Is morality objective?

Subject classification: this is an Philosophy resource.

In practice, morality varies from place to place and time to time. But should it? Is there some universal moral code which applies to all peoples in all places, or is custom king?

Definitions edit

  • Morality is defined as "a doctrine or system of moral conduct".[1]
  • Moral is defined as "relating to principles of right and wrong in behavior".[2]
  • Objective is defined as "relating to, or being an object, phenomenon, or condition in the realm of sensible experience independent of individual thought and perceptible by all observers; having reality independent of the mind".[3]

Arguments edit

Morality is objective edit

  •   Argument Despite some differences in moral practice, there are substantial similarities in what many cultures think should be correct behavior and there are also some taboos which are very common in practice. For example, the prohibition of murder or marriage between siblings. These can form a basis for a cosmopolitan morality.
    •   Objection A cosmopolitan morality is not an objective morality. Objectivity is completely independent of sentient beings, by definition.
    •   Objection Humans are about 99.9% genetically similar to each other and may have evolved to feel some acts as repulsive and others as good. Thus, there may be other explanations for similarities in our moral practice and we cannot argue that coming to the same conclusions implies that we are understanding an objective moral reality.
    •   Objection If morality were objective, one would expect all of it to be objective, not just the part which most human cultures tend to agree on. How could "is murder bad?" have an objective answer while "is premarital sex bad?" does not?
      •   Objection Objective morals are neutrally vouched for by the many, subjective personally by the individual; we'd expect the spectrum of objective-subjective to somewhat comply with a spectrum of communal-personal identification. Humans share a default interest to live, and to do so in good quantity (i.e longevity) and quality (i.e harmony). Any objection to do some arises from an individually motivating reason derived from an individually constructed set of beliefs deviating from the ideal (suicide is beyond this argument's scope, so I digress). Whether two people wish to engage in premarital sex is of no comparable threat to a community to an act of murder, the latter of which appeals to our primal instincts to defend ourselves and our loved ones, and survive in doing so. What human cultures come to agree on then have some root in instinct and hardwired imperative, for we are, after all, equally weak as we are potentially destructive.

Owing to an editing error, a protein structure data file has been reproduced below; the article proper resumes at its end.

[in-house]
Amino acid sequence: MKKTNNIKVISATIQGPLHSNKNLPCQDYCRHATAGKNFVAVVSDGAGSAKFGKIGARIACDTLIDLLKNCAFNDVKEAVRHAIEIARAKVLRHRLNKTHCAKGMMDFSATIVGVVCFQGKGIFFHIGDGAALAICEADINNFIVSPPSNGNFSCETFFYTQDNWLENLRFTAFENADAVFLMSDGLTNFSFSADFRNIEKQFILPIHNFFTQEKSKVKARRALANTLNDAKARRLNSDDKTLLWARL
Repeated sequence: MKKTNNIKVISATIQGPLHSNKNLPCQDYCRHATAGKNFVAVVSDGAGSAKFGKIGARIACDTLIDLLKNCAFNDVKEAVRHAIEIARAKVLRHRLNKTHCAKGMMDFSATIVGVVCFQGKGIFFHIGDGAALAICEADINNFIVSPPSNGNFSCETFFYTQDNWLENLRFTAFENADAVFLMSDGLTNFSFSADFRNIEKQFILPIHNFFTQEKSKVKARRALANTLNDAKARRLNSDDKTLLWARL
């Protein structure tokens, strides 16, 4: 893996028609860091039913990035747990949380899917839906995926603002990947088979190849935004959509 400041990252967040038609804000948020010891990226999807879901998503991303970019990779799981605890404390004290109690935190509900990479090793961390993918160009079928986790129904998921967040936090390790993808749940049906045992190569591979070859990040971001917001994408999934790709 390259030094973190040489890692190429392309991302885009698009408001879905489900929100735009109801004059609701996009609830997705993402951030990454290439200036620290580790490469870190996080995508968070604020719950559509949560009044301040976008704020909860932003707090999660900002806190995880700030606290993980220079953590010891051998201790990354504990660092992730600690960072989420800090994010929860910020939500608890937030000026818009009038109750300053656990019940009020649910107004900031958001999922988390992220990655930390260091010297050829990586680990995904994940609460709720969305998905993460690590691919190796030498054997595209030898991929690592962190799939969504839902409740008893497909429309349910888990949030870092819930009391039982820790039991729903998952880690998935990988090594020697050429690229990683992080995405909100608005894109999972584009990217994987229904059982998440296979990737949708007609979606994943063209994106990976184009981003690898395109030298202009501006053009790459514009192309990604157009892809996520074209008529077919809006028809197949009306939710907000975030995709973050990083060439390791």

•   Objection Such is a false standard. There are substantial similarities, but we did not say equalities. Humans are dumb at times.
  •   Argument Human morality is based on human psychology which is an objective part of the Universe. Therefore, morality is an objective part of the Universe.
    •   Objection While neuroscience and brain chemistry do represent a more objective part of psychology, the internal psychology that morals are built upon come from our subjective experience of what we have learnt or been taught is right or wrong. If we look thousands of years ago or at different cultures that normalized acts of crime that we in the modern day feel are morally wrong, they had those views of morality, contradictory to our own, because they experienced a different environment that taught them to think that way.
    •   Objection Decisions based on human psychology are by definition subjective, thus, morality is not objective.
      •   Objection Just because you think you are a rat doesn't make you one, human psychology is objective for that reason
        •   Objection Just because you think you are a rat doesn't make you one implicates, that thinking something is moral or immoral have the same ammout of objective truth, therefore not objective.
    •   Objection That does not explain why assessment of morality varies between cultures and subcultures. Since, "based on human psychology" sounds as if morality is innate, and it is unclear what else is that supposed to mean. And furthermore, if morality is innate, it is possibly as much subject of variation as color of the eyes. Thus, the above argument has almost no force.
  •   Argument Objective morality exists under the guise of modern game theory.
    •   Objection Game theory describes strategic decision making, not which decisions are morally wrong or right, objective or subjective. It would be needed to claim that acting rationally is good while acting irrationally is bad to call game theory a morality. And that would of course be a subjective claim. Rationality does not call itself morally good.
  •   Argument We can arrive at an objective ethical norm by universalizing the duty that exists intrinsically in interests: (1) "My interests should not be frustrated"; (2) "The interests should not be frustrated"; (3) We add the consideration of the omissions: "A priori, the interests should not be frustrated".
    •   Objection These premises are unproven and there's no objective reason to accept them.